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you’re slightly left wondering why he revisited it.

Isserlis doesn’t discuss his reasons in his cheerfully irreverent and hugely informative booklet note, but in truth the moment you press play you’re not really going to care anyway, because this is absolutely wonderful stuff. As for whether the interpretations have changed, the answer is a gloriously two-pronged ‘yes and no’, because these interpretations sing of an artist still thoroughly in tune with his previous thoughts, but who is keen to develop those ideas further. He’s been supported every step of his way in this pursuit by the warmly responsive Deutsche Kammerphilharmonie Bremen, and indeed by the expertly judged subtle glow of the sound engineering.

The tempos are a case in point. Back in 1998 these were a story of breakneck speeds being eschewed, while at the same time giving the distinct impression in the fast movements of heightened drama and momentum. Fast-forward to 2017 and that original approach has generally been cleaved to; but while the differences in duration are negligible, they all involve the addition rather than the subtraction of seconds. The C major’s third movement is a particularly golden example because here, despite the addition of 12 seconds to the previous recording’s still comparatively unhurried 7’04”, what you hear is an exciting lift in virtuosity and velocity – proof that the perception of speed and acceleration is about far more than mere metronome markings.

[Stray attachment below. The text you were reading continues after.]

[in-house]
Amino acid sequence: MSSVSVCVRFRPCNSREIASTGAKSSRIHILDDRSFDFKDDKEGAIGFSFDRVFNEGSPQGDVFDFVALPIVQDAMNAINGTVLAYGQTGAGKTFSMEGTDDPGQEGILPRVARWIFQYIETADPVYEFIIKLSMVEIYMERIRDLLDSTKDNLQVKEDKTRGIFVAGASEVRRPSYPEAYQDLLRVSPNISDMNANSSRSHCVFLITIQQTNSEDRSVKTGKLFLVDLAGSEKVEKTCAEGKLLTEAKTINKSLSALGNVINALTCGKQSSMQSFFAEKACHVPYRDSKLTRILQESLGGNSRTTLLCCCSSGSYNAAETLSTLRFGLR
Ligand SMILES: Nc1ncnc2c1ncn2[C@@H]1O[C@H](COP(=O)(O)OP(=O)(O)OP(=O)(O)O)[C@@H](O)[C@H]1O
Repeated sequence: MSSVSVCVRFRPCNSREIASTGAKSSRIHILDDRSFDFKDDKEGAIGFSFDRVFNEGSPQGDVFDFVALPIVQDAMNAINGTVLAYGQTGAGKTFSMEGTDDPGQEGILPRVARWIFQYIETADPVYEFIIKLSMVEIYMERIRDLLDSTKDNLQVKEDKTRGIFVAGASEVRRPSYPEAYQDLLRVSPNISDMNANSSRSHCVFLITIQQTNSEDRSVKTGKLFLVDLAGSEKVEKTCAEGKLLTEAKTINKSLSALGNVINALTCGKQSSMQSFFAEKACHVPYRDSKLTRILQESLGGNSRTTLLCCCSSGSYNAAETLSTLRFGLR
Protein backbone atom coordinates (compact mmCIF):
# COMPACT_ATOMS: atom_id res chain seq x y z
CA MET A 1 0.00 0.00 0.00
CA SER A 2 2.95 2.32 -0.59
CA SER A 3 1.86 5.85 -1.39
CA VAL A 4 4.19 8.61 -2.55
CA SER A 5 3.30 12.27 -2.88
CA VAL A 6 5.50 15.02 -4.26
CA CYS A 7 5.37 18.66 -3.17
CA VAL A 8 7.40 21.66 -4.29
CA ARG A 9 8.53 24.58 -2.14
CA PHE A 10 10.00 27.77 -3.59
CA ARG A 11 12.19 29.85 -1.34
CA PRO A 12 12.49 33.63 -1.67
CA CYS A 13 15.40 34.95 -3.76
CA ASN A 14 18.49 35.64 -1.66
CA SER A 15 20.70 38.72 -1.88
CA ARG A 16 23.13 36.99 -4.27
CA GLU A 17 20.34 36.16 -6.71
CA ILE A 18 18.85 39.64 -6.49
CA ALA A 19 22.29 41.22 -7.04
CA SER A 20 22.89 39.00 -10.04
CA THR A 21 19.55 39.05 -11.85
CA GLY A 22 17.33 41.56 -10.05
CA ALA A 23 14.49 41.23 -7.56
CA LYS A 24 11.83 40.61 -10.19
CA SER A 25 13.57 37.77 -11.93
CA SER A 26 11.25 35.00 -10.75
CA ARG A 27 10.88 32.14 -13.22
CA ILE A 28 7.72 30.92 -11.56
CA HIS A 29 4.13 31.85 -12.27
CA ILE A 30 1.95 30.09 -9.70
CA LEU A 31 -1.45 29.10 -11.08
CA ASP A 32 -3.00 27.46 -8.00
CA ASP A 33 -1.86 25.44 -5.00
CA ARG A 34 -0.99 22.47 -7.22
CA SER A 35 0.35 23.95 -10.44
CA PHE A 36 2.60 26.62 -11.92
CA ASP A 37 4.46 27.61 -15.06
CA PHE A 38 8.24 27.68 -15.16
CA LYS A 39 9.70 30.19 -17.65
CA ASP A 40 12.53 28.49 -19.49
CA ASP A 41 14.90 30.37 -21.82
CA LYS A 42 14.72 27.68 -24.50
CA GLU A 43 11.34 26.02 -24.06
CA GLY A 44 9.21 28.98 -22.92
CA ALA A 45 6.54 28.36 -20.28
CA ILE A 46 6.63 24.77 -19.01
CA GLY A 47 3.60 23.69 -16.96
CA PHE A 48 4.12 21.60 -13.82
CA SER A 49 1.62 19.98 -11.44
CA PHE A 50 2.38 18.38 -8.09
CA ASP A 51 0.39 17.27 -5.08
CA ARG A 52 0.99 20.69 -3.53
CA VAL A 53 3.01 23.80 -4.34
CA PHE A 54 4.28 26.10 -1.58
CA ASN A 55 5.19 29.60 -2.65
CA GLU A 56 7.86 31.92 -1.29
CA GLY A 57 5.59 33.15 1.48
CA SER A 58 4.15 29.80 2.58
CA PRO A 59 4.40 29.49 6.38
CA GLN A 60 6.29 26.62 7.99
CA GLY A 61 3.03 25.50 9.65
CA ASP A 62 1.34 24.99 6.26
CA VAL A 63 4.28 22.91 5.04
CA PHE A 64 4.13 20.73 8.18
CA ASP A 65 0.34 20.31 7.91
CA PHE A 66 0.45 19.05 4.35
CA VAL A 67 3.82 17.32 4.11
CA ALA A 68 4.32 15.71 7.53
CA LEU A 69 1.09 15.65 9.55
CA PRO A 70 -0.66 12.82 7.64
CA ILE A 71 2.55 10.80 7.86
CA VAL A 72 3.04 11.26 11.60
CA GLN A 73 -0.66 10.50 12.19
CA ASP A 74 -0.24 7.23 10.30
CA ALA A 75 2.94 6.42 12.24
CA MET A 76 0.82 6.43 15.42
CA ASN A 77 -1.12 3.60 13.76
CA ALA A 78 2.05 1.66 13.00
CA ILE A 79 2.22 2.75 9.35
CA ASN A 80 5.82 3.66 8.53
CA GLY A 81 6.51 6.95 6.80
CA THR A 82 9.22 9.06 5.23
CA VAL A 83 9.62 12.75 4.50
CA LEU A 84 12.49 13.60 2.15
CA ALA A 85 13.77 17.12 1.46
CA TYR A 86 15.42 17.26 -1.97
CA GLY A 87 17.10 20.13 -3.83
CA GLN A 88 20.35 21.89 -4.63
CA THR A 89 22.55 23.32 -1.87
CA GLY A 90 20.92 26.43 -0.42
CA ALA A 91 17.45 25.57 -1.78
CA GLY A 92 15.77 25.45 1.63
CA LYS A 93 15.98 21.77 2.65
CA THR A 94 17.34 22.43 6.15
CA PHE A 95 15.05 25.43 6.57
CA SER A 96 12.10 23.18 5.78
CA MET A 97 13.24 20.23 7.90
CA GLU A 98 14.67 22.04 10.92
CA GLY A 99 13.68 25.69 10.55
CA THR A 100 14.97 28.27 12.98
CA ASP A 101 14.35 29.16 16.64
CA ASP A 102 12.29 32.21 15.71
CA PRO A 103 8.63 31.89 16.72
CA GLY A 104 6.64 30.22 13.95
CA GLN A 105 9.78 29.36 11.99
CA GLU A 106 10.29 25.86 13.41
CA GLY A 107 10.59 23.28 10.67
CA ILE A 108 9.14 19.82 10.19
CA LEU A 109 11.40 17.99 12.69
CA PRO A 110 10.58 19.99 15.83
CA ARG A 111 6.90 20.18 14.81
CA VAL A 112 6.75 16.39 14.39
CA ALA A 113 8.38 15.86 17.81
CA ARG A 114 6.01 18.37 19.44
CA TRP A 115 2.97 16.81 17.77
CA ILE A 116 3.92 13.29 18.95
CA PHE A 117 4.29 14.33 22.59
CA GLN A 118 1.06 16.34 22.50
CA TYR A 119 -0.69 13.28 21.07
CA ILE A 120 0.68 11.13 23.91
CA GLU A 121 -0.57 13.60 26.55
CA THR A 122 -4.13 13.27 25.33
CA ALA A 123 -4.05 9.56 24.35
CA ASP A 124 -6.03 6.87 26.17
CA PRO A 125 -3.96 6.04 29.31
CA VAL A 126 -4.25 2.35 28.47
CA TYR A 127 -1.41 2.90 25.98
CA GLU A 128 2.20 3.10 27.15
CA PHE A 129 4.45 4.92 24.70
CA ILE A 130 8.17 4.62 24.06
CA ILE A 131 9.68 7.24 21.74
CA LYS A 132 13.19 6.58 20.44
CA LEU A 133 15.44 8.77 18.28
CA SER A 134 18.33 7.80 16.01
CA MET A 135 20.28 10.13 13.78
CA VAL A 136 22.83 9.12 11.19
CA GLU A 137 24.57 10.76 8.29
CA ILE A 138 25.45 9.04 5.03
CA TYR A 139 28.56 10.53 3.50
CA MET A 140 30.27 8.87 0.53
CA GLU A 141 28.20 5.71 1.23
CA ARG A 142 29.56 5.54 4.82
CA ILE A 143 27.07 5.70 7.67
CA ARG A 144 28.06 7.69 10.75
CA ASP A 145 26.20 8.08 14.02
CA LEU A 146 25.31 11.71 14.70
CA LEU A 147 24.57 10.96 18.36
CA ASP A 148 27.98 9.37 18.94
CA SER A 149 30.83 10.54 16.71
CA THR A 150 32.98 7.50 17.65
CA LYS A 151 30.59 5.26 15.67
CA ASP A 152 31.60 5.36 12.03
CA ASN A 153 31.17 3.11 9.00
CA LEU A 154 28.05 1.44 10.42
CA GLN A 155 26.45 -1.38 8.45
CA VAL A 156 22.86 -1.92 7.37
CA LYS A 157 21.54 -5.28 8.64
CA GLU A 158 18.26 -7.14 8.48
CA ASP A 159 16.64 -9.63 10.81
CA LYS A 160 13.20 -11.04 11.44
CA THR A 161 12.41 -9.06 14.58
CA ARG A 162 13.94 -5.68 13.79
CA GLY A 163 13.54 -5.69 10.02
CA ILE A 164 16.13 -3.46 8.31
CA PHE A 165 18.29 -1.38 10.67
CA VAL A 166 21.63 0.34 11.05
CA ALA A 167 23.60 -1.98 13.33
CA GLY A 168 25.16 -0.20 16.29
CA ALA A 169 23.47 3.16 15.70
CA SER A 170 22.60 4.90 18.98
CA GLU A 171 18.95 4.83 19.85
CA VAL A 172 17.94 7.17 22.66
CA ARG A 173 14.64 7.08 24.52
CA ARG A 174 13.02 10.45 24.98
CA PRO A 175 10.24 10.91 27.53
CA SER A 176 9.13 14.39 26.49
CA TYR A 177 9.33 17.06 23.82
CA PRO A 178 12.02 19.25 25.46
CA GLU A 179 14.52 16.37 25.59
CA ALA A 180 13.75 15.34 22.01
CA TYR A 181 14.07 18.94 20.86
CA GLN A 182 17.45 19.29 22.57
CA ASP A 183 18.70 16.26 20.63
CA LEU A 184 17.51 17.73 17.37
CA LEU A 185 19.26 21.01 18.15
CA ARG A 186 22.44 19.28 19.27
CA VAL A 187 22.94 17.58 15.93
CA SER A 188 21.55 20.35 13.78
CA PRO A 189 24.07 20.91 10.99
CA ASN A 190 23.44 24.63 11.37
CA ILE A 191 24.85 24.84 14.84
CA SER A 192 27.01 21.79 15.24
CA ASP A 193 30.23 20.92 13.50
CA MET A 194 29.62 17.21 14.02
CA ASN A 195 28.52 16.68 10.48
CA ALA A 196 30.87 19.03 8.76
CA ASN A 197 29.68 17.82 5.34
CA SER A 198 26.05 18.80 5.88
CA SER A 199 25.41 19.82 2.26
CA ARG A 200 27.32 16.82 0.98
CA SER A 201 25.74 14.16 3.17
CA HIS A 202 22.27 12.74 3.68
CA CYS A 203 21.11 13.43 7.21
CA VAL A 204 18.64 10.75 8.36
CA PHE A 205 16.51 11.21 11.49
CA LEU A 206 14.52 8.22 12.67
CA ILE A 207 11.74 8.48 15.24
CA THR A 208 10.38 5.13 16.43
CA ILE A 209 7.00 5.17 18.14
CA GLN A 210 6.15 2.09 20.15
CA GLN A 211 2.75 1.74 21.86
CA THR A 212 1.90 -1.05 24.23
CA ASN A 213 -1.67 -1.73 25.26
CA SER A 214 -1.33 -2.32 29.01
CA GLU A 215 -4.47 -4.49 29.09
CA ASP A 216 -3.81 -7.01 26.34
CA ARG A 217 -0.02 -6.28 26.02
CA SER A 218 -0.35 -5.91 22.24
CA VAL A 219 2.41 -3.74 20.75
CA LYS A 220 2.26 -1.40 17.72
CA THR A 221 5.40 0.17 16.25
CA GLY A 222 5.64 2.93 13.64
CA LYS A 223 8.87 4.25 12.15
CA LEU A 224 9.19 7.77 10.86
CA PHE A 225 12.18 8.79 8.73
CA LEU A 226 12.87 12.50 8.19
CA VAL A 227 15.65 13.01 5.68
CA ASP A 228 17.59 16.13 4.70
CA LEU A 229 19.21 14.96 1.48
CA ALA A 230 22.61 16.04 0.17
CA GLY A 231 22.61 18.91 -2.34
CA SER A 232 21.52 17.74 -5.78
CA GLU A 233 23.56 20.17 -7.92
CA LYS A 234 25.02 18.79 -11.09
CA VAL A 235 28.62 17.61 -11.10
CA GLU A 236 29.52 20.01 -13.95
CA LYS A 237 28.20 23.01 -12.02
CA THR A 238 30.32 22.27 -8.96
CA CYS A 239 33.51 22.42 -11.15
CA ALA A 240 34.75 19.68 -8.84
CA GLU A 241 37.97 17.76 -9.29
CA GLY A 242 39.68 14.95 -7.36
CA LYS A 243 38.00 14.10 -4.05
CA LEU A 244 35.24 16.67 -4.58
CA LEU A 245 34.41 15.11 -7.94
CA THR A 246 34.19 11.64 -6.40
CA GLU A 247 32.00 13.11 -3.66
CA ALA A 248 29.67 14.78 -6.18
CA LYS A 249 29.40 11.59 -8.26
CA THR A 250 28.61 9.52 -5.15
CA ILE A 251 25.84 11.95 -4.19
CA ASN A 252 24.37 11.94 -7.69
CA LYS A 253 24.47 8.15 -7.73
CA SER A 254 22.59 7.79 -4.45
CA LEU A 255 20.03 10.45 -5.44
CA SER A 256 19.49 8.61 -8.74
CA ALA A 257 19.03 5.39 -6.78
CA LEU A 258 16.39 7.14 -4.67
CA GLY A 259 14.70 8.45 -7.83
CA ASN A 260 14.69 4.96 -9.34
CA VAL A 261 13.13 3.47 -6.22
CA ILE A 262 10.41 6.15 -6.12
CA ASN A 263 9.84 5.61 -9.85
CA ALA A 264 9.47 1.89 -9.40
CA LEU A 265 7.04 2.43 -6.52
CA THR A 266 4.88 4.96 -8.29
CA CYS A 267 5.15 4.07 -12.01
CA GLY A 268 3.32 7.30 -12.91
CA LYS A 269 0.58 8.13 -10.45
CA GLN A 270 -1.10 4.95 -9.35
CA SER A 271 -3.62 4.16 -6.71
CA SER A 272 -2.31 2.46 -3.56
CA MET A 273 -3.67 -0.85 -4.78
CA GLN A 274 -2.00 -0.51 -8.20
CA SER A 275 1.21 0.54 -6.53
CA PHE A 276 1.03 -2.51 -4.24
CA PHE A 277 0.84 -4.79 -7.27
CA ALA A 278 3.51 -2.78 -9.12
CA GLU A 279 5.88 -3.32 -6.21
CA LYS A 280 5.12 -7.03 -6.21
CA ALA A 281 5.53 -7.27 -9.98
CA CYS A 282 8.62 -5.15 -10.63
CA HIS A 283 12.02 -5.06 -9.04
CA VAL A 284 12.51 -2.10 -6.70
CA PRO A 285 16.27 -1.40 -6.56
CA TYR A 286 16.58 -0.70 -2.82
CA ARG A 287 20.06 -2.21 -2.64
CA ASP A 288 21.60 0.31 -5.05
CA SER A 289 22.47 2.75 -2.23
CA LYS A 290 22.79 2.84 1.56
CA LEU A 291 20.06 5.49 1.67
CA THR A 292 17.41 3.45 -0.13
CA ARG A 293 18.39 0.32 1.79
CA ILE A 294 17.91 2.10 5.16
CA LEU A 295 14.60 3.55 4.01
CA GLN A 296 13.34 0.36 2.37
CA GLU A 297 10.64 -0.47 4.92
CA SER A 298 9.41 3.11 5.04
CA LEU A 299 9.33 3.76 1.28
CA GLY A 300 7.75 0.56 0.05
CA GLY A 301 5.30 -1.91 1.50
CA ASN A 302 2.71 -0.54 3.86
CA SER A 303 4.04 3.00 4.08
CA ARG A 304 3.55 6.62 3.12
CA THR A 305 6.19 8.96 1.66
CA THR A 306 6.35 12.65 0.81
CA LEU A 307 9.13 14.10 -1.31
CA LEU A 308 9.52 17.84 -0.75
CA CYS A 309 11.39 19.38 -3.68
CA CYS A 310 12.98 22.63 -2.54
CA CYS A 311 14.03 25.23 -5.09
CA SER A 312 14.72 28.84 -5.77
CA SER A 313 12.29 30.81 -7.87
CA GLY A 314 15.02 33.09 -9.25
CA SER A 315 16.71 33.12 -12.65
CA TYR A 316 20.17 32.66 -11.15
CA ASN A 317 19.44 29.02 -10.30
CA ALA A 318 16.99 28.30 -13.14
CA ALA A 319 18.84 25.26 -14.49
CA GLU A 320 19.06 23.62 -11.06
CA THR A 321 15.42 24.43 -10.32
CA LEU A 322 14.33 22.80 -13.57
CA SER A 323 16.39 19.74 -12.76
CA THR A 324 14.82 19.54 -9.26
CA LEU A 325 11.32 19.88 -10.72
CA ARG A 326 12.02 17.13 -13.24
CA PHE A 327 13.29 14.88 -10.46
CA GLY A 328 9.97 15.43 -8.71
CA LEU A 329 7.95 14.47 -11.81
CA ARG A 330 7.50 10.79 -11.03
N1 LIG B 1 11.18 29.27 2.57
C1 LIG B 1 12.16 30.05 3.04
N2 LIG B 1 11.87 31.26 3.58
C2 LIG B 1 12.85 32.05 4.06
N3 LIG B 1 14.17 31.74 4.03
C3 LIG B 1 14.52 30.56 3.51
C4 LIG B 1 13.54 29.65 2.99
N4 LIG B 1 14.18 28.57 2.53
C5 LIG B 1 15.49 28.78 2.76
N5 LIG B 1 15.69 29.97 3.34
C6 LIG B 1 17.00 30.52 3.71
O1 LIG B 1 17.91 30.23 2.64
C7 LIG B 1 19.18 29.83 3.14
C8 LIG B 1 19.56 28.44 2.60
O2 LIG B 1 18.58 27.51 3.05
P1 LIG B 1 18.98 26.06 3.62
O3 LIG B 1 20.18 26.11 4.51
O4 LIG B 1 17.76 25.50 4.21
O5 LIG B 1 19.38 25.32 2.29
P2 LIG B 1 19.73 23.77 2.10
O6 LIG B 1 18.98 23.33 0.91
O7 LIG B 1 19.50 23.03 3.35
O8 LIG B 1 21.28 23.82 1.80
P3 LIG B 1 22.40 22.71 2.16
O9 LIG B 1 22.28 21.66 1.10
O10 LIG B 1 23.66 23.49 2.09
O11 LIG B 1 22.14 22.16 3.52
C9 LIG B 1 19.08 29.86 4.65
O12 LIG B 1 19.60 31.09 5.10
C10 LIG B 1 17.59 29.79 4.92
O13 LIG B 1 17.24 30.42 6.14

The theme continues with the tone, articulation and rhythmic articulation. Isserlis’s former combination of singing legato and short, period-aware attack are still evident, but with their beauty if anything heightened, and some of the faster figures are now further coloured by the odd bit of deliciously impish, rhythmic skittishness. What has taken a decidedly upwards whoosh is the sheer confidence and unabashed personality on show, and this is typified by the fresh cadenzas Isserlis has written to supplant his earlier ones; although these are every bit as Haydnesque as before, they also take a few more earpopping risks. Most striking of all is the C major Concerto first movement’s cadenza, which features an out-of-the-blue two-octave swoop from E4 up to the extreme heights of E6. It’s more flamboyant than pretty, but one can’t help but feel it would have drawn a smile from fun-loving Haydn. Furthermore, Isserlis then provides a beautiful complement with the following central movement’s cadenza: a small but perfectly formed creation that glides in seductively by way of double-stopped strokes, and then finishes by gently mirroring that first-movement rocketspring with a tender single-octave leap.

Isserlis’s celebration of the cello’s top register truly flowers in the D major Concerto, possibly in recognition of the fact that Haydn probably wrote this work for the Esterházy orchestra’s high-registerloving cello virtuoso Antonín Kraft. Isserlis’s first-movement cadenza in particular contains lofty lines of a piercing, ringing sweetness. It’s not all sunny sweetness by any means; one of the recording’s most heart-stopping moments comes in the first movement where, at 8’27”, the cloudless beauty is momentarily shattered by a pair of searing-toned, upwards gasps of pain.